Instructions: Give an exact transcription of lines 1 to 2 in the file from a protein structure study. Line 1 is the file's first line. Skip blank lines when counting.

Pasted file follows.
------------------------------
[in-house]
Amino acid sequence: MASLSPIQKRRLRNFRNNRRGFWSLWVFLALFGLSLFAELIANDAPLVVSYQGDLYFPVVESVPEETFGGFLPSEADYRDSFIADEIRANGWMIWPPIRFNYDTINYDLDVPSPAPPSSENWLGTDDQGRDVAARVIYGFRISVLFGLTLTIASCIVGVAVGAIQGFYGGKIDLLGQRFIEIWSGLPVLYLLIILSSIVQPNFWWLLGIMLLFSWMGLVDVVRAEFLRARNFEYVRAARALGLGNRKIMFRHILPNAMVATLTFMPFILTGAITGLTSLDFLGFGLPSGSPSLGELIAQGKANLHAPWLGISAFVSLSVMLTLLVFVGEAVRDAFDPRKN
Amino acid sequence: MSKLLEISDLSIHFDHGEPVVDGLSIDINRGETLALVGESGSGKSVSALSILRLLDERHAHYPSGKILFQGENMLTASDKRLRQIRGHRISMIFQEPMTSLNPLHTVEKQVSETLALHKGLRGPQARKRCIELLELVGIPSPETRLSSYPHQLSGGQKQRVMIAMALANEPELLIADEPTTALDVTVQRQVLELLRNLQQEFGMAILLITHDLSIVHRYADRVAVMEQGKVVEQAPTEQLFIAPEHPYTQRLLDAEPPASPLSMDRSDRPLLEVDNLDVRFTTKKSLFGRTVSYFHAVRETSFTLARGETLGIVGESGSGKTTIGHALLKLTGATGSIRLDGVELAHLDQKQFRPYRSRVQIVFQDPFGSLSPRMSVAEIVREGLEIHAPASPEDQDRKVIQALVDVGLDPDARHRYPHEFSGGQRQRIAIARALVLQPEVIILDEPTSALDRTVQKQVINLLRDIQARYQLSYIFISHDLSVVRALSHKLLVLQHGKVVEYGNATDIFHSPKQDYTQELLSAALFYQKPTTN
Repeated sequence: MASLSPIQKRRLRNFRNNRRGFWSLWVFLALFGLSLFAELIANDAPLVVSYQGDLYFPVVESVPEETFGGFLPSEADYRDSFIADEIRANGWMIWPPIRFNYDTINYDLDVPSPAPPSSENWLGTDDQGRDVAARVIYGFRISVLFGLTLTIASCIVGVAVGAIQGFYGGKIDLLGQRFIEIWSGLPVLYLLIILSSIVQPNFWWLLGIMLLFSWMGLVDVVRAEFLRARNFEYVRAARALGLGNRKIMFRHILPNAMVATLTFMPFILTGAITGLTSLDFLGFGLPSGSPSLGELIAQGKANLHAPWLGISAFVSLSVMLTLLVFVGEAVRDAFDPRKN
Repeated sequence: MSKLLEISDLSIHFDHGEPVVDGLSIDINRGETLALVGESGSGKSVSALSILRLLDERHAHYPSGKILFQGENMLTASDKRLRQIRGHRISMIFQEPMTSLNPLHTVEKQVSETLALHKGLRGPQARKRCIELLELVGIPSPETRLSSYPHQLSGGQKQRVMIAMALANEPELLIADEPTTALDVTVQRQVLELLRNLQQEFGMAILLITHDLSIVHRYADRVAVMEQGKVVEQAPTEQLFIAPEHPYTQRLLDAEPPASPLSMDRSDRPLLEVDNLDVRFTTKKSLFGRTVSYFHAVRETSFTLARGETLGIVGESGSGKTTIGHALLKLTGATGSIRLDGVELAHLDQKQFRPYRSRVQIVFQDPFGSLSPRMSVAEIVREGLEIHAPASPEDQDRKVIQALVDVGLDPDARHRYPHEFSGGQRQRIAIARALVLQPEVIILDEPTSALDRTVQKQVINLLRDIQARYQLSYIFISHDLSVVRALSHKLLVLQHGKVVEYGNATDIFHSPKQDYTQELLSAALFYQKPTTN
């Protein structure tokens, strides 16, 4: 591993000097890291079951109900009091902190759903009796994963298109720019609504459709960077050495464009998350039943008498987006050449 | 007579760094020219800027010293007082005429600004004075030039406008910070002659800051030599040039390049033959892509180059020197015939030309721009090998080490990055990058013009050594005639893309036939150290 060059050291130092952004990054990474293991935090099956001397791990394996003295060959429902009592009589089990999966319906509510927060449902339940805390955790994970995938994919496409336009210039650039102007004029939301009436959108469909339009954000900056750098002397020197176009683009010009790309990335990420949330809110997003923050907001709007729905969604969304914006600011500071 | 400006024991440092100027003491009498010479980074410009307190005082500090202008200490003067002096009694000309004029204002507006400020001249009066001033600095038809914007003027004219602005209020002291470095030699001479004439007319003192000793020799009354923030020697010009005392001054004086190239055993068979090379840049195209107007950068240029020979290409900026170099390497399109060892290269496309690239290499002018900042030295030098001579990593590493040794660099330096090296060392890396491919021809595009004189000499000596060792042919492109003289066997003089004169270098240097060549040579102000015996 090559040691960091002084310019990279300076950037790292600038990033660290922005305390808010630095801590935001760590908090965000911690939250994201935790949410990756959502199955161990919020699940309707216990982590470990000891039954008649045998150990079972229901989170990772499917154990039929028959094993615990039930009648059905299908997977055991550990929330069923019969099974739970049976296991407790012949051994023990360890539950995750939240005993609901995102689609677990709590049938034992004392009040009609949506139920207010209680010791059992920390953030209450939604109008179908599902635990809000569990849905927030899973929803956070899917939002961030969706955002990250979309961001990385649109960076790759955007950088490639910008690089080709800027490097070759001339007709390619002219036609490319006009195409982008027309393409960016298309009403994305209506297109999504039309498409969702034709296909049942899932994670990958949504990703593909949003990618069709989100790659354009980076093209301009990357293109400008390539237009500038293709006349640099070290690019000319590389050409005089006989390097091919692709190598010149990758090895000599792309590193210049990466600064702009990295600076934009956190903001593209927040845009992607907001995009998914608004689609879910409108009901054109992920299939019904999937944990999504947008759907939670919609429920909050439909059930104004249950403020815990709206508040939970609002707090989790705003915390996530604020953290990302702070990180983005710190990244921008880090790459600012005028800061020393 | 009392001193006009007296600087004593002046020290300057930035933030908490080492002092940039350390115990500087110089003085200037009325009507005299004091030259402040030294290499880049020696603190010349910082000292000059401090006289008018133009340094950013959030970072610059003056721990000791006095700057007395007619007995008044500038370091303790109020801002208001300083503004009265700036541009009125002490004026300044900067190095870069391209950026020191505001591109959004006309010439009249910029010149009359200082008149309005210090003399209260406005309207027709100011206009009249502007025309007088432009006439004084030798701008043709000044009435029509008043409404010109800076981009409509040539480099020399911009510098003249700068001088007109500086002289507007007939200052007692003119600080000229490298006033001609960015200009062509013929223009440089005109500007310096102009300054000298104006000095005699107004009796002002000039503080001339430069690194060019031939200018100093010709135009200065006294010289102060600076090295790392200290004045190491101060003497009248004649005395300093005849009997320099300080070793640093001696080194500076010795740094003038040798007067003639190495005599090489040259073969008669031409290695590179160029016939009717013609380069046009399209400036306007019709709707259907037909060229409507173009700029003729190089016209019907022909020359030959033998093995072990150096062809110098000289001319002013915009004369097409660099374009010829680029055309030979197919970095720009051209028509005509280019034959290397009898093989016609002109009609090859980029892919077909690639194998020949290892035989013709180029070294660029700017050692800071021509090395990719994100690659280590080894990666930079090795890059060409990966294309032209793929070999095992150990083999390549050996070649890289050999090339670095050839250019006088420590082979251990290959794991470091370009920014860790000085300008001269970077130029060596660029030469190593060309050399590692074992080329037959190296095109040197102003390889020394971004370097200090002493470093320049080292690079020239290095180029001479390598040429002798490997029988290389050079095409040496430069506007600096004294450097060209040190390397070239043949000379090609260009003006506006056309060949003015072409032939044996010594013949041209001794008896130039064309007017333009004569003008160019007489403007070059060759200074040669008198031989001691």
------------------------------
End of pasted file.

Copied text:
[in-house]
Amino acid sequence: MASLSPIQKRRLRNFRNNRRGFWSLWVFLALFGLSLFAELIANDAPLVVSYQGDLYFPVVESVPEETFGGFLPSEADYRDSFIADEIRANGWMIWPPIRFNYDTINYDLDVPSPAPPSSENWLGTDDQGRDVAARVIYGFRISVLFGLTLTIASCIVGVAVGAIQGFYGGKIDLLGQRFIEIWSGLPVLYLLIILSSIVQPNFWWLLGIMLLFSWMGLVDVVRAEFLRARNFEYVRAARALGLGNRKIMFRHILPNAMVATLTFMPFILTGAITGLTSLDFLGFGLPSGSPSLGELIAQGKANLHAPWLGISAFVSLSVMLTLLVFVGEAVRDAFDPRKN